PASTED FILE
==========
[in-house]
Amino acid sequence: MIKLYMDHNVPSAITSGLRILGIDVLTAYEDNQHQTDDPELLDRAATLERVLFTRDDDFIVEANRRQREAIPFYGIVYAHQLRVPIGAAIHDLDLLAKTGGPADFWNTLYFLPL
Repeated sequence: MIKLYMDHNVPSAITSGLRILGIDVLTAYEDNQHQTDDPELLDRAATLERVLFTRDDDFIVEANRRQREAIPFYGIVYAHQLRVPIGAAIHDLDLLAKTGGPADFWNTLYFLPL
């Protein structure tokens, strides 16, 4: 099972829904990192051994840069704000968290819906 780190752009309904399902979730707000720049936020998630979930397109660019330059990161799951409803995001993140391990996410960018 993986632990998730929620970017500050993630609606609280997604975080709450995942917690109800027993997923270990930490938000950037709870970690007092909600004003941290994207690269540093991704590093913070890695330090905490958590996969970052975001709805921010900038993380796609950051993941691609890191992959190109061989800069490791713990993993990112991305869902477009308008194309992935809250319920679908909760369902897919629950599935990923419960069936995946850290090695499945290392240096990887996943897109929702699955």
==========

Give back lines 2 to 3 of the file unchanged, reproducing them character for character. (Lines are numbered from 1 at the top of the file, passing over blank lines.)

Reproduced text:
Amino acid sequence: MIKLYMDHNVPSAITSGLRILGIDVLTAYEDNQHQTDDPELLDRAATLERVLFTRDDDFIVEANRRQREAIPFYGIVYAHQLRVPIGAAIHDLDLLAKTGGPADFWNTLYFLPL
Repeated sequence: MIKLYMDHNVPSAITSGLRILGIDVLTAYEDNQHQTDDPELLDRAATLERVLFTRDDDFIVEANRRQREAIPFYGIVYAHQLRVPIGAAIHDLDLLAKTGGPADFWNTLYFLPL